By this point, the author’s life story’s on to her teens.  Most bookish females read a lot of the same books as children – and a lot of these books have been around for years and years, and our mums and aunties and grandmas and great-aunts read them too.  With adult books, other than the “classics” and a few other legendary books – like Gone With The Wind – it’s different: people branch out.  So I didn’t know all the heroines of the books Samantha read when she moved on to “grown-up” books. They were mostly still older books, though.  No Barbara Taylor Bradford!   I’d definitely have had Emma Harte in there.  OK, Emma Harte first appeared in the late 1970s, but she was still pretty big in the late 1980s: I must have been about 13 when I first read A Woman of Substance.  I’d have had Fee from The Thorn Birds in there as well. Meggie’s the heroine of the story, but her mum Fee is the best character in it.  If you’re a melodramatic sixth former looking for lines to make your life sound like an epic novel instead of just sad and boring, The Thorn Birds is the place to go to.  Scarlett can try to win Rhett back, because tomorrow is another day.  Fee doesn’t realise that she really loves Paddy until he’s killed in a fire.  “It was like all of my life, too late.”  Whenever I’m feeling particularly melodramatic (which I’m afraid is quite often), that line comes out.

She does talk a lot about Lace, though.  I’ve never heard it described as a “career handbook” before.  Back in the day, if I wanted careers advice, I went to Dynasty – which was how I and my zero self-confidence level ended up going to my first few interviews in a bright red jacket with bright gold buttons and huge shoulder pads.  I got turned down right, left and centre, but, to be fair, it wasn’t the jacket’s fault.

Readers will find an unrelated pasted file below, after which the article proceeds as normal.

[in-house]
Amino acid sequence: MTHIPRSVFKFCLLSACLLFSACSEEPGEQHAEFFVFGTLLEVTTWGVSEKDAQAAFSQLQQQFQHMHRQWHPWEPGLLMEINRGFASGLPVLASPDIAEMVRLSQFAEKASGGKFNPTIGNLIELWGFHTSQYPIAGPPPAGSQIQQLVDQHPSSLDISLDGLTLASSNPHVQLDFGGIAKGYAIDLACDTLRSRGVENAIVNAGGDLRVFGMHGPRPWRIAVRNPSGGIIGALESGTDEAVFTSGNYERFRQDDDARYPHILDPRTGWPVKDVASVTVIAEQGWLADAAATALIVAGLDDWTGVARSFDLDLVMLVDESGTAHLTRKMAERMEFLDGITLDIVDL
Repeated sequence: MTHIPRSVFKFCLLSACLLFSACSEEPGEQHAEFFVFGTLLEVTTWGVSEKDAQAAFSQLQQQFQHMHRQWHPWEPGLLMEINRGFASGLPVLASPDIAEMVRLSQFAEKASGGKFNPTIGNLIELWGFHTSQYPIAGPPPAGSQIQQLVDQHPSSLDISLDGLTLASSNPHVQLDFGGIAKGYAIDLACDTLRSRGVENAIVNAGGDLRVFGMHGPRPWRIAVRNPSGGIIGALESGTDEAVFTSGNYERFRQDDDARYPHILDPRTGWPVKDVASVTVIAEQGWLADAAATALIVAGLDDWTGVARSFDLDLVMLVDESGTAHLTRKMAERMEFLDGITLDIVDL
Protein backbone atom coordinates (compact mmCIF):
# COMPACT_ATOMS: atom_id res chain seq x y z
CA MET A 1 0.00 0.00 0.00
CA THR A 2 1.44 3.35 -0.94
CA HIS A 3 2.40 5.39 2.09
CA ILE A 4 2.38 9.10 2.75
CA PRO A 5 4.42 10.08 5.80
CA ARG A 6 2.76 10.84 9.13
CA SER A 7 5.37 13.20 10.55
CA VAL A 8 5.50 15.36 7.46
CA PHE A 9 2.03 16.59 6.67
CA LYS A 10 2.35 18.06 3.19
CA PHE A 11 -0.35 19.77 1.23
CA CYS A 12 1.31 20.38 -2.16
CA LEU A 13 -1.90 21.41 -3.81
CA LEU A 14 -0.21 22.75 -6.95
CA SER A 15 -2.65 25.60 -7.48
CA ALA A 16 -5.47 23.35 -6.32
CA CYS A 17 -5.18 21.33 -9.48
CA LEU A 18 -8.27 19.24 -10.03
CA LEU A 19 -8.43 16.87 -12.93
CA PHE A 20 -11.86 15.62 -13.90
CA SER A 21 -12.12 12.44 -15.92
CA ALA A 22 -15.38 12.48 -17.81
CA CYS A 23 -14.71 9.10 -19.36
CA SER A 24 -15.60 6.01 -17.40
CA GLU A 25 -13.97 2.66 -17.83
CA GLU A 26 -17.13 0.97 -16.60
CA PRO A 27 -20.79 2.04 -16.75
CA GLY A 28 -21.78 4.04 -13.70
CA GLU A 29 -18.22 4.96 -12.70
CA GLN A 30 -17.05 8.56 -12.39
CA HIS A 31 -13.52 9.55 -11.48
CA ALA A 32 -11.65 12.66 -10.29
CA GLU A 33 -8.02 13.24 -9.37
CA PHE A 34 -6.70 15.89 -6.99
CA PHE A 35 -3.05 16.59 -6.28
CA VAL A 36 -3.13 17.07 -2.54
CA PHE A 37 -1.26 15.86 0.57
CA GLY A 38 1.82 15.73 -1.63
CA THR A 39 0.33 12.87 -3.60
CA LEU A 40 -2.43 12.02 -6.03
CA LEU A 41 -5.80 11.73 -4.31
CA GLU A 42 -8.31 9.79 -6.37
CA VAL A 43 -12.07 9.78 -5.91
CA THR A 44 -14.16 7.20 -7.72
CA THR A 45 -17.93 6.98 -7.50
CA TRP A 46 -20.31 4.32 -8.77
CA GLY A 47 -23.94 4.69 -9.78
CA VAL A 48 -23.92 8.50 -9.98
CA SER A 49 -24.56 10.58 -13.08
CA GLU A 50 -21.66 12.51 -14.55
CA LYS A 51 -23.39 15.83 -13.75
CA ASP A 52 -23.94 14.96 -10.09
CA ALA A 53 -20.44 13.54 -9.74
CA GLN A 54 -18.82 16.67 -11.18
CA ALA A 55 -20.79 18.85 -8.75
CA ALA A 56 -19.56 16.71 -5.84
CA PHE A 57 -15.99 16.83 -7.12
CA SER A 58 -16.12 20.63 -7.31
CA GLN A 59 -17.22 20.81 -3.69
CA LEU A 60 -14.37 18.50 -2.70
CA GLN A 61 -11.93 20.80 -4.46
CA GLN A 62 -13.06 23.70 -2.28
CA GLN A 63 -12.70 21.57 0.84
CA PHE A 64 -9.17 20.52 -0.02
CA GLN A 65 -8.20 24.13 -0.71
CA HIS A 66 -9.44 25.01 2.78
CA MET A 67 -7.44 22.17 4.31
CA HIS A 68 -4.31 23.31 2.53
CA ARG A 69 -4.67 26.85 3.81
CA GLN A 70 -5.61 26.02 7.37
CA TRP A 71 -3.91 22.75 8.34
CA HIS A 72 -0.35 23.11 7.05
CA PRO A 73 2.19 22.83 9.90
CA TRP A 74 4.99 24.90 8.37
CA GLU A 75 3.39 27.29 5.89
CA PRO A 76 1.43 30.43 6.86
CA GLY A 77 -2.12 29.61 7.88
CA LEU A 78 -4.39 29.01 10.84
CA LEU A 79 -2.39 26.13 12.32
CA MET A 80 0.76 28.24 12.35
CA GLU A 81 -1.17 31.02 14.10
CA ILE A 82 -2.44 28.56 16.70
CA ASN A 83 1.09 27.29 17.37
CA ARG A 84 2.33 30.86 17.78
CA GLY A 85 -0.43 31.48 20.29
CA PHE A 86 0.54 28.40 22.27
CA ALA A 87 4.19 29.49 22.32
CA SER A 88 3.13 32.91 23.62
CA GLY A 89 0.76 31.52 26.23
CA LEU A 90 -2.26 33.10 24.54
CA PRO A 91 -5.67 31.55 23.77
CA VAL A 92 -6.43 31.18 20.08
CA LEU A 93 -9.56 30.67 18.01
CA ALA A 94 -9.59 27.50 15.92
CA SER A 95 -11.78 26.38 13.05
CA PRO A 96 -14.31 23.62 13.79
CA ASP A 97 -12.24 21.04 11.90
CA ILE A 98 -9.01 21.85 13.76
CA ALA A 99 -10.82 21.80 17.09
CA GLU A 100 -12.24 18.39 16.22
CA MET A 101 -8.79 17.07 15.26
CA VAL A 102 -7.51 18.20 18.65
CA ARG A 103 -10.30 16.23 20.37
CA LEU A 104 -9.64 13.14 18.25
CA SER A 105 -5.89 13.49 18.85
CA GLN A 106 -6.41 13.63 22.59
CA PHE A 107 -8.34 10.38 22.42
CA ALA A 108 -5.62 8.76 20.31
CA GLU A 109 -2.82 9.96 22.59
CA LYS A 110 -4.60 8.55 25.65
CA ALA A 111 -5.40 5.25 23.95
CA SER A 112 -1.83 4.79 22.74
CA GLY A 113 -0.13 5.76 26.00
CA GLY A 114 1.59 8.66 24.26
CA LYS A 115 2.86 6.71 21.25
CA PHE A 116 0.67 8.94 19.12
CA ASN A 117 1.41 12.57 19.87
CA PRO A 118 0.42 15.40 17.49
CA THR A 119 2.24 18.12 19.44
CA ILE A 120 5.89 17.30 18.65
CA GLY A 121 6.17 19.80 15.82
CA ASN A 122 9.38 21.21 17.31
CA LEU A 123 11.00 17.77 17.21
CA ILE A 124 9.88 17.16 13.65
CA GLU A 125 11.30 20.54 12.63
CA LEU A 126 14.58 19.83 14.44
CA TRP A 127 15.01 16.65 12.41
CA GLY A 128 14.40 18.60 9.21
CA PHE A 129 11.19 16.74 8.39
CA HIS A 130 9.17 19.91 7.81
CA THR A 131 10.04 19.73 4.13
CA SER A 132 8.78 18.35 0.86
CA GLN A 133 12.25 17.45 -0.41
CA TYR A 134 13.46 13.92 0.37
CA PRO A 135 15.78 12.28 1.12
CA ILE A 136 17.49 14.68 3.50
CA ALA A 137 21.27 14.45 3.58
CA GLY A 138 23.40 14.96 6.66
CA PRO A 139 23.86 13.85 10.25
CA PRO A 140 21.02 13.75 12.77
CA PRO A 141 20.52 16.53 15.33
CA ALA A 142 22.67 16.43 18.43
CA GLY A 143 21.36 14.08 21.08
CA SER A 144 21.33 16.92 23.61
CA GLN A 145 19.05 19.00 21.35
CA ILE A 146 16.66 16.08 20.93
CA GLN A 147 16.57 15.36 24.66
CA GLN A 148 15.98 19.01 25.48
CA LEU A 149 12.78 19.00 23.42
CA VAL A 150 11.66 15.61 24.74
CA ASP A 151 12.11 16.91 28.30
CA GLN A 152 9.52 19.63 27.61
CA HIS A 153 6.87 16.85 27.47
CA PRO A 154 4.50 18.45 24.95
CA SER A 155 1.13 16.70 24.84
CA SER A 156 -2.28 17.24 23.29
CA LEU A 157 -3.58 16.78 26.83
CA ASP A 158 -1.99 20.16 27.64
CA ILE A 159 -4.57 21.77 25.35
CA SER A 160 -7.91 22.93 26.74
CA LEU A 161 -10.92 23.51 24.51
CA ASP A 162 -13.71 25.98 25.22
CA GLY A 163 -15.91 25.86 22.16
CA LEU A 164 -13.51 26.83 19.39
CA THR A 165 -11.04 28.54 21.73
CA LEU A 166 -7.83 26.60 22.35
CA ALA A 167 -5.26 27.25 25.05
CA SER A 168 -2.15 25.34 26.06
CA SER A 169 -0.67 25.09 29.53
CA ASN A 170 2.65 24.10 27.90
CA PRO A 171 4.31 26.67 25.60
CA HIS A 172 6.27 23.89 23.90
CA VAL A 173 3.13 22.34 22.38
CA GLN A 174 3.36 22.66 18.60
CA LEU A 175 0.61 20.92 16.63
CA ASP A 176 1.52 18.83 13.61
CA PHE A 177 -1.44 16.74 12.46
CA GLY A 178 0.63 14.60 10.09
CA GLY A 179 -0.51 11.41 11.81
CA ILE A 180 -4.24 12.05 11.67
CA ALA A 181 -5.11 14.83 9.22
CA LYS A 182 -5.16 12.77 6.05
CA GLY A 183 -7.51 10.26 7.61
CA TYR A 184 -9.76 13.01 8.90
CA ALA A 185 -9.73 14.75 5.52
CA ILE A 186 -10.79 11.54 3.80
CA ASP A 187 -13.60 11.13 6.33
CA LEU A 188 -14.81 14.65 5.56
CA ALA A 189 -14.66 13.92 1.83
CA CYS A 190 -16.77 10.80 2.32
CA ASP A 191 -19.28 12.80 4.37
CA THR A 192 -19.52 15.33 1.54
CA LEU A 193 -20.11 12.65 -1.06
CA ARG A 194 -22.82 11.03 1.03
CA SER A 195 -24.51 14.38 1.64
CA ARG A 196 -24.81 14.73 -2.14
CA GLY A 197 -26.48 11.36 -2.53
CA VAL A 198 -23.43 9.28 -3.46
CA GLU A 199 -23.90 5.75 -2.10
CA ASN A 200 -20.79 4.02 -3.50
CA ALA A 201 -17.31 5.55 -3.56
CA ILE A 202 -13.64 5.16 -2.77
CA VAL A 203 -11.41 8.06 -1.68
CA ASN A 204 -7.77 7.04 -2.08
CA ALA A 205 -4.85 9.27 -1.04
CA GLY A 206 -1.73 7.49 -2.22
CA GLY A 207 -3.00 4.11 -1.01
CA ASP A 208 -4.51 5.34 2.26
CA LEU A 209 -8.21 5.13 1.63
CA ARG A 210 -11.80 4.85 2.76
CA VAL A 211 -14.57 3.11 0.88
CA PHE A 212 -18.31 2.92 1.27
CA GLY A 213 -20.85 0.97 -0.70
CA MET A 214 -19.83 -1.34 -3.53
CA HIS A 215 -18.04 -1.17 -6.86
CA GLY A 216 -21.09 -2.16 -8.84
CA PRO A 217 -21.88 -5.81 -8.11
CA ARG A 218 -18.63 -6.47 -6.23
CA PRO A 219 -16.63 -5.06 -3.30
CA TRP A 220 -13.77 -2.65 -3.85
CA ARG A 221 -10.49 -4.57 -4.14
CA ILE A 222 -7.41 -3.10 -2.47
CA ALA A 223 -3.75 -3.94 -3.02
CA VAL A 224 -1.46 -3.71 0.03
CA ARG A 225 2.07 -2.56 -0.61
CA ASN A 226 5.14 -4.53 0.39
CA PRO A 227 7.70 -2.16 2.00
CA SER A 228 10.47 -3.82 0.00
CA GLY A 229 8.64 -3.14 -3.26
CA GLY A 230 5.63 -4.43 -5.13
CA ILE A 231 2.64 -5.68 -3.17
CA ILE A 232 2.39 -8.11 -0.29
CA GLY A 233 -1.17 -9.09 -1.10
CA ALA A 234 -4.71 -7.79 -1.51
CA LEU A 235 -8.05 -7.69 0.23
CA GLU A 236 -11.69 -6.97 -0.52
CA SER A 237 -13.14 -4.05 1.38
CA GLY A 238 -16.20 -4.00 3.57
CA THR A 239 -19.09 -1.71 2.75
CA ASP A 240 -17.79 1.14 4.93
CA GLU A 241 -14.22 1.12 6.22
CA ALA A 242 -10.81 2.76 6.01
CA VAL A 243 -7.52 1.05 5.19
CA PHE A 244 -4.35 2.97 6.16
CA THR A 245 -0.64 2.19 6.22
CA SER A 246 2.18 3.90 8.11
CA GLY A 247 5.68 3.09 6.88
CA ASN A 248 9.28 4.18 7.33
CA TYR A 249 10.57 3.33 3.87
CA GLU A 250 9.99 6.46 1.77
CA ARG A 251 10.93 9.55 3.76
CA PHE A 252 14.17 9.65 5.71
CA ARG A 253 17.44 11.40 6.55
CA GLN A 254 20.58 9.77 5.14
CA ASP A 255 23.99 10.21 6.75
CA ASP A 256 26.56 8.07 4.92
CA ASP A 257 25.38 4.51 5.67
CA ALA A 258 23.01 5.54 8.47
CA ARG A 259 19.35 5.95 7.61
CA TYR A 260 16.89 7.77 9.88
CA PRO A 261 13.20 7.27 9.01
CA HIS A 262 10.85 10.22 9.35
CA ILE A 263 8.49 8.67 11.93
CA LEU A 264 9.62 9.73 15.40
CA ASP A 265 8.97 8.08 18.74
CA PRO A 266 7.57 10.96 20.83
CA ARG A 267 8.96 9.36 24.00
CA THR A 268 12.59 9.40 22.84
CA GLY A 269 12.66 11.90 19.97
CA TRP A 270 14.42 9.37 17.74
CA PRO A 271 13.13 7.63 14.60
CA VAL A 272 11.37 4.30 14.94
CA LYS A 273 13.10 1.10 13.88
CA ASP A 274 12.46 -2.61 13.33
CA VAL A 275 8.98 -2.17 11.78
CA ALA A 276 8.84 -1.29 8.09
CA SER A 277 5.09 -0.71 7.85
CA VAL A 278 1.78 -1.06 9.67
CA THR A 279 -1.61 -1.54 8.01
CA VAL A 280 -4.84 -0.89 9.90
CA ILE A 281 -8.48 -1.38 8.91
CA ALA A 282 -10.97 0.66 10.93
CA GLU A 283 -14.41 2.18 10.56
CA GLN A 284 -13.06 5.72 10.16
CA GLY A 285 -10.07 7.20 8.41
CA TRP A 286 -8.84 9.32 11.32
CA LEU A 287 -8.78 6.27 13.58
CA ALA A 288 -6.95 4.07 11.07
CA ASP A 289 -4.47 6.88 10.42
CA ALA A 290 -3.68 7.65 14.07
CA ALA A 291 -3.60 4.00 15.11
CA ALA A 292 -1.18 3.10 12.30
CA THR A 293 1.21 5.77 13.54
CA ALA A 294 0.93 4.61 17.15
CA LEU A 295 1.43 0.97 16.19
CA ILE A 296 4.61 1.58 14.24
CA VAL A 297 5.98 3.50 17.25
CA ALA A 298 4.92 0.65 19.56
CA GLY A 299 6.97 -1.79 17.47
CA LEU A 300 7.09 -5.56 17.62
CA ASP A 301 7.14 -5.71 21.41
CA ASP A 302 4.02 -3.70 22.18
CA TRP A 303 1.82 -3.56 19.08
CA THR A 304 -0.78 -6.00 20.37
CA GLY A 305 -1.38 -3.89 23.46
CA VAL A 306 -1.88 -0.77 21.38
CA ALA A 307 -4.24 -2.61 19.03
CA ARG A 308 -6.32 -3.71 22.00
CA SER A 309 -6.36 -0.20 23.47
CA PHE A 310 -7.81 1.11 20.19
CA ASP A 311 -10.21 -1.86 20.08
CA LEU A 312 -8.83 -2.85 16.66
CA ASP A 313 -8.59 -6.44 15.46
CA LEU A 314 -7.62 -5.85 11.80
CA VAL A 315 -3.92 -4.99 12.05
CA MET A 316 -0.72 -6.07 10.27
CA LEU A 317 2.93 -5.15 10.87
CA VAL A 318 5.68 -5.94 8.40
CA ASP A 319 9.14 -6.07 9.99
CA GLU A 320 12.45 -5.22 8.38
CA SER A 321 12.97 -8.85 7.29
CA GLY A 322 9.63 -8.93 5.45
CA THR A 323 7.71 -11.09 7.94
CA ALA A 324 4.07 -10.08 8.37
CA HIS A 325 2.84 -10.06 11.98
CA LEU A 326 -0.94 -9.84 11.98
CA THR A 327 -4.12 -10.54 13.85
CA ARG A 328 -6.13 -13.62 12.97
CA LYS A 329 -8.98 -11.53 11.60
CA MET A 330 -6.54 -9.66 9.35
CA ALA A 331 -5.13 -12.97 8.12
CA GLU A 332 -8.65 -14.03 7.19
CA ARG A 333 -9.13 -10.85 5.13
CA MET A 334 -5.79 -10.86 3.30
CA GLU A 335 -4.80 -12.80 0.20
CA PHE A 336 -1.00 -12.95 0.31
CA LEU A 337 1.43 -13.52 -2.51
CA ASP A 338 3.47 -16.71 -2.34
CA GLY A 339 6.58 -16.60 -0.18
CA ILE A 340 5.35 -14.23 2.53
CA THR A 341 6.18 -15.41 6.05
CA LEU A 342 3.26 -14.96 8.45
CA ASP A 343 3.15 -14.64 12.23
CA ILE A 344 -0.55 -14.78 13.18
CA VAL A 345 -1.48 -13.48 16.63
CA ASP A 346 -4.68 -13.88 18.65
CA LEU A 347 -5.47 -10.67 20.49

But, from Lace, she goes on to the Brontes.  I know where I am with them.  As I’ve already said, I can’t stand Cathy.  And I have no idea why anyone thinks Heathcliff is a romantic hero.  He’s a thug.  I love Jane, though.  And I love Samantha’s theory that, if she’d taken more notice of Jane when she was younger, Jane might have taught her to value herself even though she wasn’t beautiful.  I never thought of that.  I just thought I was Charlotte Lucas instead of Elizabeth Bennet.  And, for a while, I even thought I was Bertha Rochester, because the managers at my first permanent job kept me hidden away from clients (seriously).  Maybe it’s because Jane is small and thin.  If she’d said “Because I am poor, obscure and fat” rather than “Because I am poor, obscure, plain and little”, I might have got the idea.  Charlotte isn’t fat either.  Book heroines are not fat.  Caroline Scott in the Sadler’s Wells books is a bit, but magically “sheds her puppy fat” in her teens.  And Bridget Jones constantly talks about being fat, but, FFS, she only weighs about 9 1/2 stone.    Anyway.  Jane is amazing.  But I don’t really get Samantha’s ideas about looking to the Brontes for relationship advice.  Stick to Jane Austen for that.